The shares closed 11% lower at $12.96 after the Cincinnati-based company reported a loss of a penny a share compared with earning 6 cents a share in the year-earlier quarter. SSP had been down as much as 17.2% earlier in the session.
The stock fell even though Scripps' quarterly revenue rose to $337.5 million from $283.4 million a year earlier. That beat the $335 million that analysts surveyed by FactSet had expected, while the SSP's loss came in in line with consensus estimates.
Despite the red ink, company President and CEO Adam Symson emphasized what he called Scripps' "clearly articulated M&A strategy." He noted that recent and pending acquisitions mean that the company will soon have TV stations in 26 of the top 50 U.S. markets. All told, Scripps will own 60 stations in 42 markets, reaching 31% of U.S. households with TVs.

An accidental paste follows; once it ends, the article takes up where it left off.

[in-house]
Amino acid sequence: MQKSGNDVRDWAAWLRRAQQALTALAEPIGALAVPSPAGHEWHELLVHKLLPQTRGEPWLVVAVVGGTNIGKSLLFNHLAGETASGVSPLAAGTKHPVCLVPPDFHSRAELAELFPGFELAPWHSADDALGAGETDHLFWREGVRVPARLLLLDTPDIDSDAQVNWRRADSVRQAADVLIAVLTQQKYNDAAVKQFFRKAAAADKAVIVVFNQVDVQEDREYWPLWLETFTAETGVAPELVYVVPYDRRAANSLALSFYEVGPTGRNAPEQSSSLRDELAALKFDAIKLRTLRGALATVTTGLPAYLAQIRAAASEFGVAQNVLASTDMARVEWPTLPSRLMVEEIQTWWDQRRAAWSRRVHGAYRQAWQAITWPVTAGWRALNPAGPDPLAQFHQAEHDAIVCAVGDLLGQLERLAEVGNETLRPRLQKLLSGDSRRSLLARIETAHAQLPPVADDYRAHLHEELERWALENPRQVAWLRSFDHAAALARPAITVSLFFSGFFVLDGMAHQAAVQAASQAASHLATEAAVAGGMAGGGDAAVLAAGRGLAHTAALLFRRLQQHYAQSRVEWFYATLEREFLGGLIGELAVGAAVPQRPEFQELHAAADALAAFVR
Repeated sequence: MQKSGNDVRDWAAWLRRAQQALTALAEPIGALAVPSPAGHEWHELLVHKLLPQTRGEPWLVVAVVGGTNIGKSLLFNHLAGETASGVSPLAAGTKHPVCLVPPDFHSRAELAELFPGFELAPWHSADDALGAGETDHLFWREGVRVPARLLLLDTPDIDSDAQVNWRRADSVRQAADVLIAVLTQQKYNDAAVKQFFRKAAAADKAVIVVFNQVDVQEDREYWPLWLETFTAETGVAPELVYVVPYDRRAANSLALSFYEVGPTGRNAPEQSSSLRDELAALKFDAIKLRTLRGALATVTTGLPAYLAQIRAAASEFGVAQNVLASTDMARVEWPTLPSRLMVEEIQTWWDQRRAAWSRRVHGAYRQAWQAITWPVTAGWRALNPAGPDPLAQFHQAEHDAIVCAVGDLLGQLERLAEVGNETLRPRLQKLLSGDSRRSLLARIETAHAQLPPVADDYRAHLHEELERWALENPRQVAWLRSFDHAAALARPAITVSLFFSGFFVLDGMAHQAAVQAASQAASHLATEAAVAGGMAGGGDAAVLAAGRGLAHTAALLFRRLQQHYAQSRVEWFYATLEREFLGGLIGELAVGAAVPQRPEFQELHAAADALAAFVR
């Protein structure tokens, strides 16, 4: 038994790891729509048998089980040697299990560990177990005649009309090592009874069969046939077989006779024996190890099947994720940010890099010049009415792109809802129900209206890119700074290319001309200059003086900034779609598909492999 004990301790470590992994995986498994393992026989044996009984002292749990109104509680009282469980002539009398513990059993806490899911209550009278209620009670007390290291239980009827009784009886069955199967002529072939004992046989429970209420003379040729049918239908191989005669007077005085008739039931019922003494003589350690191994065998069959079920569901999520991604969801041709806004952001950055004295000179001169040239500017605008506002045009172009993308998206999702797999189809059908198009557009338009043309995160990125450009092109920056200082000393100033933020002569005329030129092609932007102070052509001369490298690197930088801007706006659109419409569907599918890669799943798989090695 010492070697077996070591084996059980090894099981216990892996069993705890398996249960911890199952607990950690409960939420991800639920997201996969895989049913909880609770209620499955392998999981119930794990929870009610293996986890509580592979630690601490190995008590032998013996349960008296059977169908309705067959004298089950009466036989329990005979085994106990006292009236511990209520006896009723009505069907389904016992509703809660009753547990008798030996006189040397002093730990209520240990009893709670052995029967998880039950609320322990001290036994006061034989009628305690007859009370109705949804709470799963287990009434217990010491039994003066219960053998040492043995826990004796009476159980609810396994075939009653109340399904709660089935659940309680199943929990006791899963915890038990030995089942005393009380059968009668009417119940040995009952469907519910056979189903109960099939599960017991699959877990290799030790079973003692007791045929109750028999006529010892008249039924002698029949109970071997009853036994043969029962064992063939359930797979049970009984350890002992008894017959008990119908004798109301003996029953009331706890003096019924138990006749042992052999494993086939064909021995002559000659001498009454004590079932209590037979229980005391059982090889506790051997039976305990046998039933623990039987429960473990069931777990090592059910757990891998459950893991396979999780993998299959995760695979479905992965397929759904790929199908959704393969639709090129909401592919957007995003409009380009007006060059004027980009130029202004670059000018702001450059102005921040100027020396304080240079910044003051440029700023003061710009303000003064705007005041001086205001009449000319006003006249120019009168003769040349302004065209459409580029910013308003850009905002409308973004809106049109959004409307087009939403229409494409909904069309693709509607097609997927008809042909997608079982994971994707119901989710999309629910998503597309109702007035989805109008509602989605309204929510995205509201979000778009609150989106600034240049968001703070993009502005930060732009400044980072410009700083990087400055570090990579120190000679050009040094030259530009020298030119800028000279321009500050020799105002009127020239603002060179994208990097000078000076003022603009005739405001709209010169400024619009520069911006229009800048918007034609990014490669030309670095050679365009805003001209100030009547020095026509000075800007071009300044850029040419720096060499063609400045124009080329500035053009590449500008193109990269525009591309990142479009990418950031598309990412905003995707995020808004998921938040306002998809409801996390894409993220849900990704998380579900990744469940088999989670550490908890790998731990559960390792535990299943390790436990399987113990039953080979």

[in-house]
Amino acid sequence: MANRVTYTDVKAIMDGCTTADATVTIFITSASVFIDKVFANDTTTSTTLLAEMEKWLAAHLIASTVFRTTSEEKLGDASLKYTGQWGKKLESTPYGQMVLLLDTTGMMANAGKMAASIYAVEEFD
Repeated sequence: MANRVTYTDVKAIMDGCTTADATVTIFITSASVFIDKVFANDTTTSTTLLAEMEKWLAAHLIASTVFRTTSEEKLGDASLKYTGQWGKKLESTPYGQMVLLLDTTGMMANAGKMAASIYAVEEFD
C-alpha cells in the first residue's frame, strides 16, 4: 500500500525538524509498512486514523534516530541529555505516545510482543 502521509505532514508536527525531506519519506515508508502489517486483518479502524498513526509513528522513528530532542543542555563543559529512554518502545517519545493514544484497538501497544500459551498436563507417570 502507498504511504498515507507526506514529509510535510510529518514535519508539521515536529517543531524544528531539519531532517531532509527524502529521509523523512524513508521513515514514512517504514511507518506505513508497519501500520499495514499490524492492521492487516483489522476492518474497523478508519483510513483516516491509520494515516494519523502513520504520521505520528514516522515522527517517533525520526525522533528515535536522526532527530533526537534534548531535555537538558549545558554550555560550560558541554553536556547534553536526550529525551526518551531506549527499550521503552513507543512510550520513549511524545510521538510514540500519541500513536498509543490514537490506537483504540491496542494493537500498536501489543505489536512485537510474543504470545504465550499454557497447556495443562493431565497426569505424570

Symson also said that "our highest priority is now on paying down debt -- which we expect to be greatly aided by 2020 cash flow -- to quickly return to our more typical historical levels of company leverage.
Besides owning TV stations, Scripps operates national broadcast networks like Court TV and Bounce TV, new-media companies Newsy and Stitcher and has run the famous annual Scripps National Spelling Bee since 1925.